Meese, Edwin, 3d, 1931-, American public official, b. Oakland, Calif. As a deputy district attorney of Alameda co., he was a tough prosecutor with little toleration for radical protest. As a result, Gov. Ronald Reagan appointed him secretary of legal affairs. Meese served as counselor to President Reagan (1981-85) before becoming Attorney General (1985-88). As Attorney General he strongly criticized liberal Supreme Court rulings for straying from the "original intent" of the founders. Questions concerning his finances and his handling of the Iran-contra affair led to his resignation in 1988. He later was (2006) a member of the Iraq Study Group.
McCain, John Sidney, 3d, 1936-, U.S. politician, b. Panama Canal Zone. A much decorated navy veteran, he was born into a career naval family and attended the U.S. Naval Academy, graduating in 1958. He became a pilot and during the Vietnam War was shot down over Hanoi (1967) and captured; he was released in 1973. Retiring as a highly decorated captain in 1981, he was elected (1982) as a Republican to the U.S. House of Representatives from Arizona and served two terms. In 1986 he first won election to the U.S. Senate. A personally appealing leader with generally conservative views, he is noted for his bluff honesty, quick wit, and outspoken manner. McCain has been particularly active in attempting to forge a bipartisan coalition for campaign-finance reform and, in 2005, for banning cruel and inhuman treatment of any prisoner in U.S. custody. He has chaired the Senate committee on Indian affairs (1995-97, 2005-7) and on commerce, science, and transportation (1995-2001, 2003-5). McCain was an unsuccessful candidate for the 2000 Republican presidential nomination, losing in the primaries to George W. Bush. In 2007-8, however, he mounted a successful campaign for the 2008 Republican presidential nomination. He chose the conservative Alaskan Governor Sarah Palin as his running mate, but they lost to Democrats Barack Obama and Joe Biden. McCain has written several books on history's great leaders, e.g., Hard Call (2007).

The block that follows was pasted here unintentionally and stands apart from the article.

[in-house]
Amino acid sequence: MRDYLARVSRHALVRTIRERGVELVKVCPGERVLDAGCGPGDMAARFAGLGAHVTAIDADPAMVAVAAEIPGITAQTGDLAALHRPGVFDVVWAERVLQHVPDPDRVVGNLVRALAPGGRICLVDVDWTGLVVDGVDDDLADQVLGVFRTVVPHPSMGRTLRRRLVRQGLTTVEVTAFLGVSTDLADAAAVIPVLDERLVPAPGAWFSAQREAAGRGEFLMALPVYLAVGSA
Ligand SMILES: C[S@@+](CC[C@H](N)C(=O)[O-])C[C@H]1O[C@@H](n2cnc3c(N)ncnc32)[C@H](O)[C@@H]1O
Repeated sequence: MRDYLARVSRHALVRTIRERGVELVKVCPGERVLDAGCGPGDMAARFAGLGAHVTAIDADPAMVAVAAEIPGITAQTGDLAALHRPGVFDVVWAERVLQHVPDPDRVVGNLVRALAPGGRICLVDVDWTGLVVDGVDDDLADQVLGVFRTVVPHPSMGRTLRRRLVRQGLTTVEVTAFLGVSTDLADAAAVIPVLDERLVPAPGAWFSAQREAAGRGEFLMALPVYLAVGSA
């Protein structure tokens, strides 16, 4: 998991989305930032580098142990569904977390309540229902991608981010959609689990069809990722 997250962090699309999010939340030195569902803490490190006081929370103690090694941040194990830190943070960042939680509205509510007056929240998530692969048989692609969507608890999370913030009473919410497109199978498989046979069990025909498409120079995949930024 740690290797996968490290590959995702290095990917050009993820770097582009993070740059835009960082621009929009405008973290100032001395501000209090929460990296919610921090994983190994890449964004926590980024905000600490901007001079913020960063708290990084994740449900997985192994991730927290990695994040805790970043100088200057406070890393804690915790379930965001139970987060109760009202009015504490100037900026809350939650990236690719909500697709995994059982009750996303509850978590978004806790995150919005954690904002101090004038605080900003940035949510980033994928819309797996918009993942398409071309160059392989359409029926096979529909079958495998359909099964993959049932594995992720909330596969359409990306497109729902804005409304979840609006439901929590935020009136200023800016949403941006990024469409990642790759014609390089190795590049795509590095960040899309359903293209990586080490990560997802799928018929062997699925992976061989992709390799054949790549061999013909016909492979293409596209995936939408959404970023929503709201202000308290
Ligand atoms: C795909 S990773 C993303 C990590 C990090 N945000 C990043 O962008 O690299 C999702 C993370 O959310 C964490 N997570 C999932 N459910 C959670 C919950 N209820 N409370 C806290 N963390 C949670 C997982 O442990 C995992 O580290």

See his memoirs, Faith of My Fathers (2000) and Worth the Fighting For (2002); E. Drew, Citizen McCain (2002); P. Alexander, Man of the People (2002).

Smoot, George Fitzgerald, 3d, 1945-, American astrophysicist, b. Jacksonville, Fl., Ph.D. Massachusetts Institute of Technology 1970. Smoot has been a professor at the Univ. of California, Berkeley since 1971. He and John Mather shared the 2006 Nobel Prize in Physics for their discovery and characterization of small temperature variations in the cosmic microwave background radiation that fills space. Made with the assistance of NASA's Cosmic Background Explorer (COBE) satellite, their measurements provided support for the big-bang theory of the birth of the universe (see cosmology), shedding new light on the origin of galaxies and stars. Smoot, who oversaw one of COBE's instruments, had the main responsibility for measuring the variations. Since COBE, he has continued to work on the microwave background radiation.
Baker, James Addison, 3d, 1930-, U.S. political leader, b. Houston, Tex. After graduating from Princeton, he served in the U.S. Marines and earned a law degree from the Univ. of Texas. A successful corporate lawyer, he switched from the Democratic to the Republican party in 1970 and served (1975-76) as undersecretary of commerce during Gerald Ford's administration. Baker was campaign manager for Ford in his unsuccessful bid for a second term in 1976 and for George H. W. Bush in his unsuccessful bid for the Republican presidential nomination in 1980. Under President Ronald Reagan, Baker served as chief of staff (1981-85) and as secretary of the treasury (1985-88). He helped secure passage of the Kemp-Roth tax cut. In 1988 he managed G. H. W. Bush's successful presidential campaign. As secretary of state (1989-92) in Bush's administration, Baker negotiated arms reduction treaties with the Soviet Union, lent U.S. support to Germany's reunification, marshaled international opposition to Iraq's invasion of Kuwait (1990; see Persian Gulf Wars), and convened (1991) a Middle East peace conference that involved Israel, several Arab countries, and the Palestinians. In 1992, he resigned to become White House chief of staff again, with responsibility for domestic policy and for overseeing the unsuccessful Bush reelection campaign.

Baker later returned to law practice, and served (1997-2004) as UN envoy to the parties in the Western Sahara conflict. He also directed George W. Bush's legal efforts with respect to the contested 2000 presidential vote in Florida, and was appointed President G. W. Bush's personal envoy, charged with restructuring Iraq's national debt, in late 2003. In 2006 he co-chaired the Iraq Study Group, a bipartisan panel established by Congress to review and make recommendations on U.S. policy concerning Iraq. Baker has written The Politics of Diplomacy (1995, with T. M. DeFrank) and "Work Hard, Study … and Keep Out of Politics" (2006, with S. Fiffer), a memoir.

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